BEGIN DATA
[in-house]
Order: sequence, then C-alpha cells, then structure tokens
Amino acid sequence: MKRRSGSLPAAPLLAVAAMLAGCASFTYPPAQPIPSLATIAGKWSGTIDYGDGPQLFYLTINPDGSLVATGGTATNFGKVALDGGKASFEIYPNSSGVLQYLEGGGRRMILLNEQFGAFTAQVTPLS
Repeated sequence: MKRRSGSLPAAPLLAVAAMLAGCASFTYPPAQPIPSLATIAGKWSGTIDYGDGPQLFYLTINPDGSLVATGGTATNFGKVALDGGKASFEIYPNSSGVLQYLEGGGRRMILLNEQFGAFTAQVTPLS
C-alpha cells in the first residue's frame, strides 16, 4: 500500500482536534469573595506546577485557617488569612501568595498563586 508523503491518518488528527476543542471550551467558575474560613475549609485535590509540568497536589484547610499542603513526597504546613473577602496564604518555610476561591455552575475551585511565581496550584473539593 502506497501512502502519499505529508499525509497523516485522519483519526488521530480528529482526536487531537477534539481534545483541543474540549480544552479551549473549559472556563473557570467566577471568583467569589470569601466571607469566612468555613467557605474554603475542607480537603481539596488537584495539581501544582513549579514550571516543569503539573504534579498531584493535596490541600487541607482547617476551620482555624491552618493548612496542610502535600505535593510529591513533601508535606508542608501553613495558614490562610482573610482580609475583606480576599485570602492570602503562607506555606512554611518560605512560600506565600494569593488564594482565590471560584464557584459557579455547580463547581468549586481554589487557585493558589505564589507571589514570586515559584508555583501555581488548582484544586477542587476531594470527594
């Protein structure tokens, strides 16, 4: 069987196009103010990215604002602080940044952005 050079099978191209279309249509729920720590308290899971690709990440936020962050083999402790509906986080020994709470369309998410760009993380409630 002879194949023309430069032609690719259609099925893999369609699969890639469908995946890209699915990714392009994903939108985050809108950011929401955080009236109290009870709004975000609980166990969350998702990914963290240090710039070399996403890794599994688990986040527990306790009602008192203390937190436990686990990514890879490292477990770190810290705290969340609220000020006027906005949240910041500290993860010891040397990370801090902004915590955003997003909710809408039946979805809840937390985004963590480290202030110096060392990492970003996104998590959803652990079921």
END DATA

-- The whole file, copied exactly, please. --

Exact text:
[in-house]
Order: sequence, then C-alpha cells, then structure tokens
Amino acid sequence: MKRRSGSLPAAPLLAVAAMLAGCASFTYPPAQPIPSLATIAGKWSGTIDYGDGPQLFYLTINPDGSLVATGGTATNFGKVALDGGKASFEIYPNSSGVLQYLEGGGRRMILLNEQFGAFTAQVTPLS
Repeated sequence: MKRRSGSLPAAPLLAVAAMLAGCASFTYPPAQPIPSLATIAGKWSGTIDYGDGPQLFYLTINPDGSLVATGGTATNFGKVALDGGKASFEIYPNSSGVLQYLEGGGRRMILLNEQFGAFTAQVTPLS
C-alpha cells in the first residue's frame, strides 16, 4: 500500500482536534469573595506546577485557617488569612501568595498563586 508523503491518518488528527476543542471550551467558575474560613475549609485535590509540568497536589484547610499542603513526597504546613473577602496564604518555610476561591455552575475551585511565581496550584473539593 502506497501512502502519499505529508499525509497523516485522519483519526488521530480528529482526536487531537477534539481534545483541543474540549480544552479551549473549559472556563473557570467566577471568583467569589470569601466571607469566612468555613467557605474554603475542607480537603481539596488537584495539581501544582513549579514550571516543569503539573504534579498531584493535596490541600487541607482547617476551620482555624491552618493548612496542610502535600505535593510529591513533601508535606508542608501553613495558614490562610482573610482580609475583606480576599485570602492570602503562607506555606512554611518560605512560600506565600494569593488564594482565590471560584464557584459557579455547580463547581468549586481554589487557585493558589505564589507571589514570586515559584508555583501555581488548582484544586477542587476531594470527594
């Protein structure tokens, strides 16, 4: 069987196009103010990215604002602080940044952005 050079099978191209279309249509729920720590308290899971690709990440936020962050083999402790509906986080020994709470369309998410760009993380409630 002879194949023309430069032609690719259609099925893999369609699969890639469908995946890209699915990714392009994903939108985050809108950011929401955080009236109290009870709004975000609980166990969350998702990914963290240090710039070399996403890794599994688990986040527990306790009602008192203390937190436990686990990514890879490292477990770190810290705290969340609220000020006027906005949240910041500290993860010891040397990370801090902004915590955003997003909710809408039946979805809840937390985004963590480290202030110096060392990492970003996104998590959803652990079921």